With all the secrecy and other slimy moves in the ramming through of the Fuck You Care Plan, an interesting op-ed has surfaced, from Orrin Hatch. It certainly highlights the ongoing hypocrisy of rethuglicans, and why you can never trust anything they might say, and certainly not what they might do.
In short, in less than a week, Senate Republicans are considering ramming through a major piece of legislation that the public has not seen and will not be able to respond to, and they’re using a method specifically designed to circumvent any mechanism the Constitution allows the Senate’s minority party to stop it.
But don’t take it from me: Take it from Republican Senator Orrin Hatch (R-UT), who agitated fiercely against the Senate Democrats’ rumored plan to pass Obamacare through reconciliation in 2010.
“This use of reconciliation to jam through this legislation, against the will of the American people, would be unprecedented in scope,” Hatch wrote in a 2010 Washington Post op-ed titled “Reconciliation on health care would be an assault to the democratic process.” “And the havoc wrought would threaten our system of checks and balances, corrode the legislative process, degrade our system of government and damage the prospects of bipartisanship.”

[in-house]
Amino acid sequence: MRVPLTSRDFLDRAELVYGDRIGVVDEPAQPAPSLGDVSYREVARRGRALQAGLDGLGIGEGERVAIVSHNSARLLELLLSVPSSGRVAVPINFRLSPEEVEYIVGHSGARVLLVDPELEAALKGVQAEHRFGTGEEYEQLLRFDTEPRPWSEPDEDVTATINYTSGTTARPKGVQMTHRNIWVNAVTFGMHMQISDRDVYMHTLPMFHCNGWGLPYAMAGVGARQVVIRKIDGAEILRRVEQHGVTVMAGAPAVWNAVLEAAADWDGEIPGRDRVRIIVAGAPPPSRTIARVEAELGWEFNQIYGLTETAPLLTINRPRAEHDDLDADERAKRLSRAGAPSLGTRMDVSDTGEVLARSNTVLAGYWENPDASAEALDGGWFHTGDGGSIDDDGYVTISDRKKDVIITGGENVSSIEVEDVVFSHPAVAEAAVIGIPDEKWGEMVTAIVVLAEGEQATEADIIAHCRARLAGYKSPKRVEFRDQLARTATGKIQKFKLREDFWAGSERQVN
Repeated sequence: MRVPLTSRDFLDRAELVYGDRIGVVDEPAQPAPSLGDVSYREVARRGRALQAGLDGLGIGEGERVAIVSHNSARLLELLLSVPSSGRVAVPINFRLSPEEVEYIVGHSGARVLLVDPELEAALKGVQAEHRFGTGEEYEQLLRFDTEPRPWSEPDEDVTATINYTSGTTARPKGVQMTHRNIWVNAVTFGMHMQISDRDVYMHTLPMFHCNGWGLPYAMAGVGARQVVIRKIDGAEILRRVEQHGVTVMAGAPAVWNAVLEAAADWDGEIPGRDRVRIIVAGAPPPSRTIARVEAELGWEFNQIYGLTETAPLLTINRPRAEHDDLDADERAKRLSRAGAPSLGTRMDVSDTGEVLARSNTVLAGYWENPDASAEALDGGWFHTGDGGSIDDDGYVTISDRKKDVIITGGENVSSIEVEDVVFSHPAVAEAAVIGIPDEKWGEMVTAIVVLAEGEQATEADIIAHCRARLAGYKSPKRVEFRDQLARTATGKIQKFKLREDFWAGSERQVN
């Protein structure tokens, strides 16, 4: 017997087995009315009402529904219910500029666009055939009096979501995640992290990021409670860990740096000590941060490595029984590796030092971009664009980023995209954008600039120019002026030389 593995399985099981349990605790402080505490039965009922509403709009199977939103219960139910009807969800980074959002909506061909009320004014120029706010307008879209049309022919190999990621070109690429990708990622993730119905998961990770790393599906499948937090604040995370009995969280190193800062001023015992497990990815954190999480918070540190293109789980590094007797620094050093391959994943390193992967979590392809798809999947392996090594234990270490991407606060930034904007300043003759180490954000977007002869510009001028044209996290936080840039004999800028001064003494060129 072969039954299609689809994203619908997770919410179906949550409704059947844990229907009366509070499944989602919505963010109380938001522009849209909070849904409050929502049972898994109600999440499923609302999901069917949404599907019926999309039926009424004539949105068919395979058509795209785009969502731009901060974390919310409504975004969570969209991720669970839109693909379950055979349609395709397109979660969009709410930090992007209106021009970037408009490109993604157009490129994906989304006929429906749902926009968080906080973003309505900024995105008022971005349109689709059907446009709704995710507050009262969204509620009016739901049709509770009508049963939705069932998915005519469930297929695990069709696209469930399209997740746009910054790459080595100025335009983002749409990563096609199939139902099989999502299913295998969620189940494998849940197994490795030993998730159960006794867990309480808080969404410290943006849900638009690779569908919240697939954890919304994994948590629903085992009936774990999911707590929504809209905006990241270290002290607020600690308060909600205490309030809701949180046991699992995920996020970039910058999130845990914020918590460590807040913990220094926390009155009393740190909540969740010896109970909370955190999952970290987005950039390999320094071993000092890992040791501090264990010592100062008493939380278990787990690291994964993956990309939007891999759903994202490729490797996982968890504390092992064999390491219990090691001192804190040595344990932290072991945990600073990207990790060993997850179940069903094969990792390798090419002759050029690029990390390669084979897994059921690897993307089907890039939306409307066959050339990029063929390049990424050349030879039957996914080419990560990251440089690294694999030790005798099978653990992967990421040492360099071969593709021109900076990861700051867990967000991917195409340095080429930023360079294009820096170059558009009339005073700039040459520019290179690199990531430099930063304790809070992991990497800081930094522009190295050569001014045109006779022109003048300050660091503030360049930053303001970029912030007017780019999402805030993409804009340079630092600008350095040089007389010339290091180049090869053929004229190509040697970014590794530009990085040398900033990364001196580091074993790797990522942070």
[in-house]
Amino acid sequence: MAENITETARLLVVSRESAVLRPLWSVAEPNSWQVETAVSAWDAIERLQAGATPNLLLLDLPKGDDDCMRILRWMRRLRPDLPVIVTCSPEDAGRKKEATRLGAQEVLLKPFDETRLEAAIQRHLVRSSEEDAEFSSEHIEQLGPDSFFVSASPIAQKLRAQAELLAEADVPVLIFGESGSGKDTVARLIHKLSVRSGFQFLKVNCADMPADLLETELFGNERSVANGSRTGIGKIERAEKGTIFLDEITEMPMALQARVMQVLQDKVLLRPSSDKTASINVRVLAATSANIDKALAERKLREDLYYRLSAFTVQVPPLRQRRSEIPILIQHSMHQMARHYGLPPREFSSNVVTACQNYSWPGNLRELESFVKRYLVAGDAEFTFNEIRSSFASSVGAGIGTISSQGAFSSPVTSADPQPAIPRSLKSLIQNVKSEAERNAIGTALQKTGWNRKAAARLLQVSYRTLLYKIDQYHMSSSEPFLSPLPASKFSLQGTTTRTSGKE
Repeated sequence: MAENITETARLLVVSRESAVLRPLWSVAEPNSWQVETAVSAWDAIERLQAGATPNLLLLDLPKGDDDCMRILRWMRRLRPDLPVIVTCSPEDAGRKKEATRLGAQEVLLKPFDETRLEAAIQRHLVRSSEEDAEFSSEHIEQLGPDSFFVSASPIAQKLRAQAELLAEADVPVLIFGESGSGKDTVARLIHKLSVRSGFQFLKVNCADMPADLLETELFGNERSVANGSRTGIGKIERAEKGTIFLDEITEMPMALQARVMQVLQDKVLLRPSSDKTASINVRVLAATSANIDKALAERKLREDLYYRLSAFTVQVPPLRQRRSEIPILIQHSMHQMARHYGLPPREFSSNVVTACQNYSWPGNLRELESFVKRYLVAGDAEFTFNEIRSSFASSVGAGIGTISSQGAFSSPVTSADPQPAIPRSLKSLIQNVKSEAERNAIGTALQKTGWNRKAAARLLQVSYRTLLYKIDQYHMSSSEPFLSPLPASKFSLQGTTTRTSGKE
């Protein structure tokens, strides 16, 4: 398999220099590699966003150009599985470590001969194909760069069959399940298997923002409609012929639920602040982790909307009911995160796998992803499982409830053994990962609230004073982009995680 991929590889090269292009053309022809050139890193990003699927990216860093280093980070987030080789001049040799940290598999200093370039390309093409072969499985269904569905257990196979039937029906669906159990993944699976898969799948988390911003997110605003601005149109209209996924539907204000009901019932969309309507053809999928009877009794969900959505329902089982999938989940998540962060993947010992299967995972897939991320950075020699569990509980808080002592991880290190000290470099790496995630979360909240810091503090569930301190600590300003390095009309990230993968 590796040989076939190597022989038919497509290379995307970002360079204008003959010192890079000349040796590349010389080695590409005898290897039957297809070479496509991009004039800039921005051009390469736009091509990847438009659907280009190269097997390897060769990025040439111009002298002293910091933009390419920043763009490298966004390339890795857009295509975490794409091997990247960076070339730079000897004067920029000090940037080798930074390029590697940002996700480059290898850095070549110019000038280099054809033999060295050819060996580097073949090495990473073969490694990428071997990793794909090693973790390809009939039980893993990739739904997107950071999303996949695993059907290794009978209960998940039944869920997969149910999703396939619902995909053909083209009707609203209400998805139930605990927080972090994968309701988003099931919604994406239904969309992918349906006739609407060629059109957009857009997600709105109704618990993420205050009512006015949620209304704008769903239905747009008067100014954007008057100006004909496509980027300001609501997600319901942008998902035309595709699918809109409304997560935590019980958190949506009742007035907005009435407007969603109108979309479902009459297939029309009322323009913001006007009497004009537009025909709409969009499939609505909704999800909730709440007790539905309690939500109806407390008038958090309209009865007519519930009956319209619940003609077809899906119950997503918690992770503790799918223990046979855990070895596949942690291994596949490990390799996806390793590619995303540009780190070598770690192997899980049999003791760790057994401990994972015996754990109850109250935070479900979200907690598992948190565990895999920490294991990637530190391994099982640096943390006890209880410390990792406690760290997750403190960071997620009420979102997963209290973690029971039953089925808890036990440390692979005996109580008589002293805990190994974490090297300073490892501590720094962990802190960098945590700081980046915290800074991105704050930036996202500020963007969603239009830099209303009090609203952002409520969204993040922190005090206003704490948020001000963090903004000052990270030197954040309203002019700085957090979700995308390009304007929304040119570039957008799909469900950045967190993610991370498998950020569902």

In the op-ed, Hatch details exactly how reconciliation allows a majority party to abuse parliamentary power, and why it’s inappropriate for health care. “It sharply limits debate and amendments to a mere 20 hours and would allow passage with only 51 votes (as opposed to the 60 needed to overcome a procedural hurdle),” he wrote. “But the Constitution intends the opposite process, especially for a bill that would affect one-sixth of the American economy.”
Now, of course, Hatch is all for the terrible process, and defends the secrecy on the basis it won’t give democrats a chance to criticise, because as we all now know, criticism is just the worst thing ever.
According to Hatch, holding public hearings on Senate Republicans’ Obamacare replacement plan would be useless, because those hearings would only give Democrats opportunity for criticism.
“We have zero cooperation from the Democrats,” he told reporters. “So getting it in public gives them a chance to get up and scream.”
When it was Obamacare on the table, Hatch was a staunch proponent of bipartisanship, arguing in an open letter to Obama that “our nation expects us to solve this challenge in an open, honest and bipartisan manner.” He added that “the American people deserve an open and vigorous dialogue on this critical legislation and the use of this process would be a clear signal that Washington continues to ignore their voices.”
Think Progress has the full embarrassing story. Well, it would be embarrassing to anyone except a rethuglican.